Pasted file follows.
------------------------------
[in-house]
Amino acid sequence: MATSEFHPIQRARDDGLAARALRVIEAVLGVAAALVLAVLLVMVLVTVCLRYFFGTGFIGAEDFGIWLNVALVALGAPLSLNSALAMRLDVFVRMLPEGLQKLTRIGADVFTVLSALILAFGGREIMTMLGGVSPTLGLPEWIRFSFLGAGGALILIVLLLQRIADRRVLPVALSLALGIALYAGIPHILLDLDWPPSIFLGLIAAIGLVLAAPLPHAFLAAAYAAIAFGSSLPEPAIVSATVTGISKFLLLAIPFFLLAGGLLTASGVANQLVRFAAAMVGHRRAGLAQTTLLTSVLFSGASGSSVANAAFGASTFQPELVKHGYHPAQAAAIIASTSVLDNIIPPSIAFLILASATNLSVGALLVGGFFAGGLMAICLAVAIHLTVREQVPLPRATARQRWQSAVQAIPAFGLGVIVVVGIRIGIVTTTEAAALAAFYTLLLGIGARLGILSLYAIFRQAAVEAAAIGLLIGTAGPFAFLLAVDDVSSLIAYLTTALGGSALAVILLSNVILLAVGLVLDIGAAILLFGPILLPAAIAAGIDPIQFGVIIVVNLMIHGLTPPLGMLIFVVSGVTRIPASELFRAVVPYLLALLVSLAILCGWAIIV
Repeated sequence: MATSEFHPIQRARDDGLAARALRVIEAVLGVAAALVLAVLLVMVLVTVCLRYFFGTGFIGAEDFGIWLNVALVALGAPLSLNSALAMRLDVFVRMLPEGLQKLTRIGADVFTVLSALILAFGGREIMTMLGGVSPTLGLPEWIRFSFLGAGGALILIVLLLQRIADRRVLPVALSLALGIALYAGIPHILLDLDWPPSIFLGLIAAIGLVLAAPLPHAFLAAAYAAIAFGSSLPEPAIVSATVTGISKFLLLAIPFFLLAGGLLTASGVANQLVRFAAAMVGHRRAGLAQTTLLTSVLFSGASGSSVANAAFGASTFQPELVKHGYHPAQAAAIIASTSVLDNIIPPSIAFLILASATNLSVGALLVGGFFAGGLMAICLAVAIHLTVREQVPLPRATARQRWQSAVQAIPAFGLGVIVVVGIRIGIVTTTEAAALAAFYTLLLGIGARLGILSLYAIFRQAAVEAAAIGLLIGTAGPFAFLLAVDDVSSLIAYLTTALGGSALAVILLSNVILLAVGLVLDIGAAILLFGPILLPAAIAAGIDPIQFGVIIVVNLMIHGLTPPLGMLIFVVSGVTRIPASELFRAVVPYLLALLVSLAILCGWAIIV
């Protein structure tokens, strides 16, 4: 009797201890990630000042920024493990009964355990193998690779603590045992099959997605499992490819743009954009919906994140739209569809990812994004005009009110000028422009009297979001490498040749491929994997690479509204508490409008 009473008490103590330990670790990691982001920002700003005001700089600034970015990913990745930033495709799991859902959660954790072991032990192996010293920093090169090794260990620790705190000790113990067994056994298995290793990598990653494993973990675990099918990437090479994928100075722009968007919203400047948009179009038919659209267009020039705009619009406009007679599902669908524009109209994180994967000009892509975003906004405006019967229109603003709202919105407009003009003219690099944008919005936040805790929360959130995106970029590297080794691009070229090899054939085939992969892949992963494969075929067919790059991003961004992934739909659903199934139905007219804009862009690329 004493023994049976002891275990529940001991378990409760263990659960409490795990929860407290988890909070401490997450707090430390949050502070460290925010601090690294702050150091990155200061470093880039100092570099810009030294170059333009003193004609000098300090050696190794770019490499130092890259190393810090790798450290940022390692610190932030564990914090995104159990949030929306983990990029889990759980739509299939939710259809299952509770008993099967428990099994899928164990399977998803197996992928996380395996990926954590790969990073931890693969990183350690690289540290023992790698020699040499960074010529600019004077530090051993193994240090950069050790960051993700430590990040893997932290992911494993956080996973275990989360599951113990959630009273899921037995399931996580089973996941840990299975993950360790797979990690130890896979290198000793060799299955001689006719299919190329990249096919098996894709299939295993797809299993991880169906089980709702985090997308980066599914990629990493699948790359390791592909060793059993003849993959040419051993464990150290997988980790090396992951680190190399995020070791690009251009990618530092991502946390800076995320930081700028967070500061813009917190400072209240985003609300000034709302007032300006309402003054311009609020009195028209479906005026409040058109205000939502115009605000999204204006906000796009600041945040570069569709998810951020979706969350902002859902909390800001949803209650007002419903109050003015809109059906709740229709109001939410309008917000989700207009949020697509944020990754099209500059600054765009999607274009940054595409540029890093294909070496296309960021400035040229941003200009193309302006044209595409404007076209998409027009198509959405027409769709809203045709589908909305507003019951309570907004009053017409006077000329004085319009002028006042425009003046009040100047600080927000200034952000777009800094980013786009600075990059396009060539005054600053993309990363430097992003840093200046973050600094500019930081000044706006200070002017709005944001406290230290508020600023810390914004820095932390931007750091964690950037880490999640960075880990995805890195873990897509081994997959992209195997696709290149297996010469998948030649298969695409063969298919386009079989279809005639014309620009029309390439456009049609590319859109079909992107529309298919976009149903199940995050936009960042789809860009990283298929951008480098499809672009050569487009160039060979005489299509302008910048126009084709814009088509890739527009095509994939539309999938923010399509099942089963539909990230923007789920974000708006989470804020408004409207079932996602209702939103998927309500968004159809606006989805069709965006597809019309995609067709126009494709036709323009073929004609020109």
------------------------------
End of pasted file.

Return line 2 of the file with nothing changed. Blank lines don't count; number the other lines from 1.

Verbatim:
Amino acid sequence: MATSEFHPIQRARDDGLAARALRVIEAVLGVAAALVLAVLLVMVLVTVCLRYFFGTGFIGAEDFGIWLNVALVALGAPLSLNSALAMRLDVFVRMLPEGLQKLTRIGADVFTVLSALILAFGGREIMTMLGGVSPTLGLPEWIRFSFLGAGGALILIVLLLQRIADRRVLPVALSLALGIALYAGIPHILLDLDWPPSIFLGLIAAIGLVLAAPLPHAFLAAAYAAIAFGSSLPEPAIVSATVTGISKFLLLAIPFFLLAGGLLTASGVANQLVRFAAAMVGHRRAGLAQTTLLTSVLFSGASGSSVANAAFGASTFQPELVKHGYHPAQAAAIIASTSVLDNIIPPSIAFLILASATNLSVGALLVGGFFAGGLMAICLAVAIHLTVREQVPLPRATARQRWQSAVQAIPAFGLGVIVVVGIRIGIVTTTEAAALAAFYTLLLGIGARLGILSLYAIFRQAAVEAAAIGLLIGTAGPFAFLLAVDDVSSLIAYLTTALGGSALAVILLSNVILLAVGLVLDIGAAILLFGPILLPAAIAAGIDPIQFGVIIVVNLMIHGLTPPLGMLIFVVSGVTRIPASELFRAVVPYLLALLVSLAILCGWAIIV